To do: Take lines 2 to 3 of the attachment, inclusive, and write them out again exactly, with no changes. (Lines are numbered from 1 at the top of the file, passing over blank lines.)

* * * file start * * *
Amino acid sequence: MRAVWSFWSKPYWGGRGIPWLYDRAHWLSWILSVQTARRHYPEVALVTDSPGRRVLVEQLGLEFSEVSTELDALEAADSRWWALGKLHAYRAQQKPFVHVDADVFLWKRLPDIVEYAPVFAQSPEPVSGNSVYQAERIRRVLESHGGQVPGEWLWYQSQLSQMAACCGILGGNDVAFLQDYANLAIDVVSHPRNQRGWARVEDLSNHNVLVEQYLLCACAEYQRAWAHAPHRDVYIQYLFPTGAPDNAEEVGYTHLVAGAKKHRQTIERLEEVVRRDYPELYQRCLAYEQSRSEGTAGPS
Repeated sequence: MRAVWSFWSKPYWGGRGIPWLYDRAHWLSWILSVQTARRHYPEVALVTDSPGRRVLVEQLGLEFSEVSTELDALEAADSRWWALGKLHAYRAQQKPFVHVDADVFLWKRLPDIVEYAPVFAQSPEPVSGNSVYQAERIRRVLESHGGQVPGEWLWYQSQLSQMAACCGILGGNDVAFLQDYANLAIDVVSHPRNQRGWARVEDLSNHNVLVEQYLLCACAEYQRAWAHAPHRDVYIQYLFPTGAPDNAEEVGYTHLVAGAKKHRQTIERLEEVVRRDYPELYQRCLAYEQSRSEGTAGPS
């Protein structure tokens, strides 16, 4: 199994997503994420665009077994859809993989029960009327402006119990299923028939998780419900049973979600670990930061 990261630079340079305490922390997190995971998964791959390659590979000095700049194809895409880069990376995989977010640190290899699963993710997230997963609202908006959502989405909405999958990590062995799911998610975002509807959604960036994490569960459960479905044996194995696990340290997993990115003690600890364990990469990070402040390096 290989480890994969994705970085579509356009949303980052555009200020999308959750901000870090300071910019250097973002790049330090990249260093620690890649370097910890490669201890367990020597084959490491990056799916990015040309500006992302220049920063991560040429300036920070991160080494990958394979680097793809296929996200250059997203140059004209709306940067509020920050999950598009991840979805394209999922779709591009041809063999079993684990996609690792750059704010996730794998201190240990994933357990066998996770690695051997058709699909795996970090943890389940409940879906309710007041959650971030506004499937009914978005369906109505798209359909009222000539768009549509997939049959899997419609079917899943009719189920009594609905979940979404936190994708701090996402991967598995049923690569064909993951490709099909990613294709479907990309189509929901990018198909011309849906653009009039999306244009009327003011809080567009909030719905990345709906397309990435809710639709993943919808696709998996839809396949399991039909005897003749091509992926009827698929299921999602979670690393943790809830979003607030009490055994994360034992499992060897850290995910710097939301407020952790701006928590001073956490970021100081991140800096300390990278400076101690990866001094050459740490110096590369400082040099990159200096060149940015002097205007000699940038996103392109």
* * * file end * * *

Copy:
Repeated sequence: MRAVWSFWSKPYWGGRGIPWLYDRAHWLSWILSVQTARRHYPEVALVTDSPGRRVLVEQLGLEFSEVSTELDALEAADSRWWALGKLHAYRAQQKPFVHVDADVFLWKRLPDIVEYAPVFAQSPEPVSGNSVYQAERIRRVLESHGGQVPGEWLWYQSQLSQMAACCGILGGNDVAFLQDYANLAIDVVSHPRNQRGWARVEDLSNHNVLVEQYLLCACAEYQRAWAHAPHRDVYIQYLFPTGAPDNAEEVGYTHLVAGAKKHRQTIERLEEVVRRDYPELYQRCLAYEQSRSEGTAGPS
């Protein structure tokens, strides 16, 4: 199994997503994420665009077994859809993989029960009327402006119990299923028939998780419900049973979600670990930061 990261630079340079305490922390997190995971998964791959390659590979000095700049194809895409880069990376995989977010640190290899699963993710997230997963609202908006959502989405909405999958990590062995799911998610975002509807959604960036994490569960459960479905044996194995696990340290997993990115003690600890364990990469990070402040390096 290989480890994969994705970085579509356009949303980052555009200020999308959750901000870090300071910019250097973002790049330090990249260093620690890649370097910890490669201890367990020597084959490491990056799916990015040309500006992302220049920063991560040429300036920070991160080494990958394979680097793809296929996200250059997203140059004209709306940067509020920050999950598009991840979805394209999922779709591009041809063999079993684990996609690792750059704010996730794998201190240990994933357990066998996770690695051997058709699909795996970090943890389940409940879906309710007041959650971030506004499937009914978005369906109505798209359909009222000539768009549509997939049959899997419609079917899943009719189920009594609905979940979404936190994708701090996402991967598995049923690569064909993951490709099909990613294709479907990309189509929901990018198909011309849906653009009039999306244009009327003011809080567009909030719905990345709906397309990435809710639709993943919808696709998996839809396949399991039909005897003749091509992926009827698929299921999602979670690393943790809830979003607030009490055994994360034992499992060897850290995910710097939301407020952790701006928590001073956490970021100081991140800096300390990278400076101690990866001094050459740490110096590369400082040099990159200096060149940015002097205007000699940038996103392109």